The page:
Charlotte, 24

Charlotte, 24.

To the outside world I probably look like things are okay and everything is ‘normal’.
I’m told I’m funny, and I find there’s nothing better than making people laugh.

Like most people I know, I use social media to make things look glossier and brighter than they are, and will often post filtered, pretty photographs of bunches of tulips, a red-lipped grin, an exotic-looking cocktail, books I’m reading, films I’ve seen, lattes I’ve sipped.

On the surface, things look fine. Great, in fact.
But, there’s a me the photos and my outward façade don’t show.
 

I have mixed anxiety and depression.
I’ve had it for almost seven years, though I think I’ve probably had anxiety for longer than that. I was an anxious child, constantly worrying about what dangers might be lurking around the corner. I was also a little obsessive about cleanliness; I hated marks on my skin or dirt to touch me and made sure my mum always had a packet of tissues and wet wipes in her handbag.

I sort of grew out of those quirks as I got older, but when I hit eighteen, things became unbearably difficult.

I had never felt so out of control in my entire life. Almost overnight, my mind became something I didn’t recognise, and days became filled with panic and terror at terrible things that might happen. I lived between a state of constant fear and overwhelming darkness.

As a result of feeling so anxious all of the time, I became depressed.

I was like that cartoon of a man with a grey cloud above him and rain droplets pouring down over his head. Wondering whether things will ever lift; if the rain will ever clear.

When I got to university a few months later I decided this depression was worth tackling. I was determined that the next three years would not see me alone in my room, worrying and sobbing. I went to the university medical centre and saw a doctor. I remember the tears running down my face as I tried to describe to her how terrified and alone I had felt over the past few months, and asking, would things ever get better?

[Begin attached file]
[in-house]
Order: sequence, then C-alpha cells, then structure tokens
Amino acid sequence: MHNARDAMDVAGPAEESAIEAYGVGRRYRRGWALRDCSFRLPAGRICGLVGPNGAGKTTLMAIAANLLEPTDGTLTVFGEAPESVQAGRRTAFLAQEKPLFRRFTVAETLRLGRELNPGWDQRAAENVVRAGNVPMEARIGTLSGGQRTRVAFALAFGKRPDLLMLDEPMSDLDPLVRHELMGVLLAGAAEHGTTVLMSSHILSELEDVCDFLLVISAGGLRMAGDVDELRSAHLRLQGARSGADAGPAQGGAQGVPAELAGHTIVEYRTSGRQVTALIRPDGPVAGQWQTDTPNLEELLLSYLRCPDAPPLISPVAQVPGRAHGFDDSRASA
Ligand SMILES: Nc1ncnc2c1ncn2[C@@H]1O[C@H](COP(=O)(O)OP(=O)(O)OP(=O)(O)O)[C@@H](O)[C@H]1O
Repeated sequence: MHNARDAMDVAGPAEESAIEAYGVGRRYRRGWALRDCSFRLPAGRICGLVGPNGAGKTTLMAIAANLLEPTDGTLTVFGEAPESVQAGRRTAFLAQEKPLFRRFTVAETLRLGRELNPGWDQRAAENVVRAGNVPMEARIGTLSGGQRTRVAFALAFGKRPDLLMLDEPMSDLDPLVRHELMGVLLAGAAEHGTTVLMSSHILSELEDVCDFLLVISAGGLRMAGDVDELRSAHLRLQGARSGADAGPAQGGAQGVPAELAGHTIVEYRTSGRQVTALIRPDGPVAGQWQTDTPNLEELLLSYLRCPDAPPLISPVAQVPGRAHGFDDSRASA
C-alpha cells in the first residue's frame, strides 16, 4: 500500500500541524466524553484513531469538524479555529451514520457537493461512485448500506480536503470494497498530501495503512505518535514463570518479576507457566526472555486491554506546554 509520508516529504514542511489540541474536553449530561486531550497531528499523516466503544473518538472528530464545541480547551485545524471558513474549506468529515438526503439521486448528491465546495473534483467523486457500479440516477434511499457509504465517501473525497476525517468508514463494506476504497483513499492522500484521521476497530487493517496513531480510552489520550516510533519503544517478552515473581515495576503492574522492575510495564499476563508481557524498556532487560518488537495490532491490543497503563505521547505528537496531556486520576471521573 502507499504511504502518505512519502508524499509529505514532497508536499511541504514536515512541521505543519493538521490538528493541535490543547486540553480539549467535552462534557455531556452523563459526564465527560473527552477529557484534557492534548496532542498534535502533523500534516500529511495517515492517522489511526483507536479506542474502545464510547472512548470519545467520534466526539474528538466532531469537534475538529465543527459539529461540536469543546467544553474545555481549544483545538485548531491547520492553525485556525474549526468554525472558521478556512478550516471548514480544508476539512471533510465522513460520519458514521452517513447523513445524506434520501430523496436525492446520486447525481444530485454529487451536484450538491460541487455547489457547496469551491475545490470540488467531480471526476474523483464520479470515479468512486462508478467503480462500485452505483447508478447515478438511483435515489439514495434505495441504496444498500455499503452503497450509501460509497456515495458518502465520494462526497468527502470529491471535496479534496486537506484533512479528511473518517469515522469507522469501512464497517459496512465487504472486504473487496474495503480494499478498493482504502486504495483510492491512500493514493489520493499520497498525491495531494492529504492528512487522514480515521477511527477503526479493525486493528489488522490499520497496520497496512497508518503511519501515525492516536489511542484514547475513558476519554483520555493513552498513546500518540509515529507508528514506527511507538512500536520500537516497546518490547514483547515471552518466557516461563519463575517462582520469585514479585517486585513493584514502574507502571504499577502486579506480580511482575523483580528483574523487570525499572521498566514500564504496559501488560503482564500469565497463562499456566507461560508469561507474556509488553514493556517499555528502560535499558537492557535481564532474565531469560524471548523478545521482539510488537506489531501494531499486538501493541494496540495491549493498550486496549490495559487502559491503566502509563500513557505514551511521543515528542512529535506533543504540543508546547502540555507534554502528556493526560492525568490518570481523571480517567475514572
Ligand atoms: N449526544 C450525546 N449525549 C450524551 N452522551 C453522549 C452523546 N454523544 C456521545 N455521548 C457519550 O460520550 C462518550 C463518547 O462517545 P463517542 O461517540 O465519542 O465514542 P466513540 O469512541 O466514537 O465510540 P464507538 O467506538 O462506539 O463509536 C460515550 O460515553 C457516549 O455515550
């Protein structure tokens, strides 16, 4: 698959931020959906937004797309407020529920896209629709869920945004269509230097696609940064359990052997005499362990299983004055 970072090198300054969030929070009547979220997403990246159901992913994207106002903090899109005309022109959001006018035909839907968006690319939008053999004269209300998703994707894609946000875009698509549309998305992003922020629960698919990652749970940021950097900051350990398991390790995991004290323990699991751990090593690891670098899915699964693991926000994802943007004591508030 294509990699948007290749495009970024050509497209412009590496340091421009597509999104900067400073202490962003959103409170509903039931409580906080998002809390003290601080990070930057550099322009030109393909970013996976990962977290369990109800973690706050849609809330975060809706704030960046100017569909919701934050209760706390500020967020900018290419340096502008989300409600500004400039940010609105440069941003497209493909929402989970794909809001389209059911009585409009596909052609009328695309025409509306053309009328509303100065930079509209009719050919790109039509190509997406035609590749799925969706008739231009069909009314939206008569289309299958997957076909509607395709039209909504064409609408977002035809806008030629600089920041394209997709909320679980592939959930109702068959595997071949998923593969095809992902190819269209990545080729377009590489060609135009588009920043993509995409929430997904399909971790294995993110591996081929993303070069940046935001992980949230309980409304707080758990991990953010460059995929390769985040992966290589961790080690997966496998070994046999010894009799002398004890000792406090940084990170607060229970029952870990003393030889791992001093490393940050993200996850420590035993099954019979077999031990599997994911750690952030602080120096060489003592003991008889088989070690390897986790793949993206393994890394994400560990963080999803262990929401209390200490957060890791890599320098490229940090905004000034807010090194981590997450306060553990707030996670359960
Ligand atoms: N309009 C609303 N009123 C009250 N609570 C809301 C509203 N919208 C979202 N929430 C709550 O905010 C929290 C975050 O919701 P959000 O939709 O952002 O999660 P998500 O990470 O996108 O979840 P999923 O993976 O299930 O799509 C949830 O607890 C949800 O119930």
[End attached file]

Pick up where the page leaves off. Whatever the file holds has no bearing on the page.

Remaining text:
She was fantastic. Of all the medical professionals I have seen, she was the most kind, empathetic, calm and realistic.

I will always remember one thing that she said to me as I was leaving, feeling determined and a little more warrior-like as I went back out into the world.

“I would have had absolutely no idea you were so ill. You hide it so well. Even the way you knocked on the door to come in. As if you didn’t have a care in the world.”

I still do that. I still fall over myself to make things appear as normal. But, for a lot of the time, things aren’t normal and I don’t feel normal.

Some days I can’t think for the sadness and worry, wondering if things will ever turn out OK. Days where I’m not sure if I can physically put one foot in front of the other.

You just can’t tell from the outside.

So, the next time you see someone post a photograph of smashed avocado on toast or a bright pink cupcake on Instagram and you’re tempted to roll your eyes, (we’re all guilty of that one) remember that it might be the only source of joy they’ve had for a while.

And that is definitely worth sharing.

 

Liz Fraser